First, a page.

Named for cardiologists Dr. Louis Wolff, Sir John Parkinson and Dr. Paul Dudley White, WPW syndrome affects approximately one out of every 500 people. Although it may affect people of all ages, WPW often presents for the first time during late teens or early 20s.
It’s also one of the more common causes of a rapid heartbeat, or tachycardia, in young children and infants.
Sometimes referred to as preexcitation syndrome, WPW is a condition which is caused as a result of an extra electrical signal pathway between the atria or upper chambers of the heart and the ventricles or lower heart chambers.
This electrical shortcut or bypass may cause persons with WPW to experience a heart rate that is much more rapid than normal. This super-charged heart rate is referred to as supraventricular tachycardia.
One of the more common symptoms of WPW is a rapid heart rate. However, rapid heart rate is not experienced by all WPW patients. Other symptoms may include conditions such as shortness of breath, fainting, dizziness, or light-headedness.
Some WPW patients also experience heart palpitations or chest pain. It’s also common to experience periods of anxiety or to tire during normal exercise.
WPW can be quite serious and may result in sudden death. During an episode of WPW tachycardia, the heart rate may exceed 230 beat per minutes.
The symptoms for WPW in infants are different than in adults. Parents should watch for shortness of breath and heartbeats which are rapid and easily visible on the infant’s chest.
Other symptoms include poor eating along with inactivity. In addition, the infant may not be alert.
If your doctor suspects that you have WPW, he may order an electrocardiogram or ECG. WPW’s characteristic extra electrical bypass signal creates a specific type of delta or pre-excitation waves which is detectable on an ECG.
Sometimes, your physician may use a Holter monitor to determine if you have WPW. A Holter monitor is a device which is generally worn for 24 to 48 hours and records all of the heart’s activity during that period.
The actual location of the extra electrical pathway is detected by an Intracardiac electrophysiology study (EPS). This study is must be conducted in a medical facility and involves placing electrodes in the heart itself.
Treatment for WPW varies and may include medications such as adenosine, amiodarone, and antiarrhythmics such as flecainide (Tambocor) or propafenone (Rythmol, Rythmol SR) to help maintain a normal heart rate. Vagal maneuvers are also helpful in slowing the rapid heart rate for some WPW patients.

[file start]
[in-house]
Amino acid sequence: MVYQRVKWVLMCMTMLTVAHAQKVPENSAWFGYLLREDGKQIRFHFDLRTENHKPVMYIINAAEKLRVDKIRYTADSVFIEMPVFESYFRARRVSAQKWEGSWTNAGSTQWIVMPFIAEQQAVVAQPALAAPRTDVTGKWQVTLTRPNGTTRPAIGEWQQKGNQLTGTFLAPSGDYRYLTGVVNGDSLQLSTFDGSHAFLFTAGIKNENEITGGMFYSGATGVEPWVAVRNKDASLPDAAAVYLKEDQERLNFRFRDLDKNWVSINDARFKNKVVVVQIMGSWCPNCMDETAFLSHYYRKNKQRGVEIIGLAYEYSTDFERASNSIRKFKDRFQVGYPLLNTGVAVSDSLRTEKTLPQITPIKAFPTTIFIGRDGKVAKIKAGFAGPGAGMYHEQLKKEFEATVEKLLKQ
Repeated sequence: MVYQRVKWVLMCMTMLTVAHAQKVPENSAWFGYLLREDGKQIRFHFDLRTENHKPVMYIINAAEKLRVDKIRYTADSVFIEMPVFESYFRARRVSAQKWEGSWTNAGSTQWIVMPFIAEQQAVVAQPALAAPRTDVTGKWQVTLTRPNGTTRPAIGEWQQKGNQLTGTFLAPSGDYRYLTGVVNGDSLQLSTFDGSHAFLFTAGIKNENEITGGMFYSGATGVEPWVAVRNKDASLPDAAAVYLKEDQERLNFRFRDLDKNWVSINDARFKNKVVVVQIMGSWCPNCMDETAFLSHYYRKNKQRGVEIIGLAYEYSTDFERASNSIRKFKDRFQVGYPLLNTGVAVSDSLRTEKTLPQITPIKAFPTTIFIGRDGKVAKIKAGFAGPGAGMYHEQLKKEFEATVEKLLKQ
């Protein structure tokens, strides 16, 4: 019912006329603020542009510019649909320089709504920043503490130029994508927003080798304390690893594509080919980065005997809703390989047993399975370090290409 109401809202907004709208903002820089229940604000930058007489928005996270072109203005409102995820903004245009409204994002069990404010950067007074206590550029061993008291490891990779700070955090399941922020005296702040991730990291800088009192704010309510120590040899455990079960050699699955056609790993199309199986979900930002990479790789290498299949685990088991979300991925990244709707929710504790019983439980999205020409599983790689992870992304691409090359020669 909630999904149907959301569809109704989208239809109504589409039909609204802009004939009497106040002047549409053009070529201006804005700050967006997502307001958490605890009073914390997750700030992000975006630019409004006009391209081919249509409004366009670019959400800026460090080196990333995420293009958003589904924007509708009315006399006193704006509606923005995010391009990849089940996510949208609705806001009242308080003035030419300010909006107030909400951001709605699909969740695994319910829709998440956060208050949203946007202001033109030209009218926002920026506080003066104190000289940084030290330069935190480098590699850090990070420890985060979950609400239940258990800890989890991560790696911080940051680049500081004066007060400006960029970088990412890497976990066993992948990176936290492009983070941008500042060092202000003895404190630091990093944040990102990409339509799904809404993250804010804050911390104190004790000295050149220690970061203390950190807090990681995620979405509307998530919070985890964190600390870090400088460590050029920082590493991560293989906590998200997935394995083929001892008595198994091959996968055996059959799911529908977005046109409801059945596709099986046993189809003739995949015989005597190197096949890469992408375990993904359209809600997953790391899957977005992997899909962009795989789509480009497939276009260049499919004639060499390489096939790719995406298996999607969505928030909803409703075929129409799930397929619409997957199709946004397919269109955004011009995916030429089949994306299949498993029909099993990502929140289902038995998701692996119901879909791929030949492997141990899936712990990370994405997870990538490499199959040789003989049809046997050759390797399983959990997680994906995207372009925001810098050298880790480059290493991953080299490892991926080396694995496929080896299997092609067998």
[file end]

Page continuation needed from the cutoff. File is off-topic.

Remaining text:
The vagus nerve helps regulate heart rate. Vagal maneuvers may affect the vagus nerve and aid in slowing a heart rate which is too rapid. These include coughing, facial ice packs, or bearing down similar to bearing down when taking a bowel movement.
Persons with WPW should also avoid substances such as caffeine and alcohol which may cause their heart rate to rise.
When medications fail, cardioversion or shock treatment may be used in severe cases of WPW to restore a normal heartbeat. Another common treatment preferred by physicians is catheter ablation.
Catheter ablation involves inserting a tube into the heart where special radio frequencies are used to destroy the extra electrical pathway that is causing the problem. If other heart problems exist, open heart surgery may be performed to correct the condition.
For most patients with WPW, the long-term outlook is good. The majority of WPW patients -- 85 to 95 percent -- who undergo catheter ablation experience no further symptoms.
It should be noted that complications can -- and do -- sometimes occur. Some people may experience blood pressure which is lower than normal. Medications may cause side effects and complications may occur from surgery. It’s also possible to experience heart failure with WPW.
If you have WPW, you should contact your physician immediately if you experience breathing difficulties, rapid heartbeat, or chest pain.
In addition, people with WPW should make certain that others know to call 911 immediately if fainting occurs as this could be a symptom of a serious escalation of their condition and may be life-threatening.
Wolff-Parkinson-White syndrome. A.D.A.M. Medical Encyclopedia, National Center for Biotechnolgoy Information U.S. National Library of Medicine. 08 Aug 2011.
Wolff-Parkinson-White (WPW) syndrome. The Mayo Clinic. 25 Feb 2011. http://www.mayoclinic.com/health/wolff-parkinson-white-syndrome/DS00923
Wolff-Parkinson-White syndrome. MedlinePlus. Retrieved Jan. 23, 2012
Intracardiac electrophysiology study (EPS). A.D.A.M Medical Encyclopedia,
National Center for Biotechnology Information U.S. National Library of Medicine. 16 May 2011.
Reviewed January 23, 2012
by Michele Blacksberg RN
Edited by Jody Smith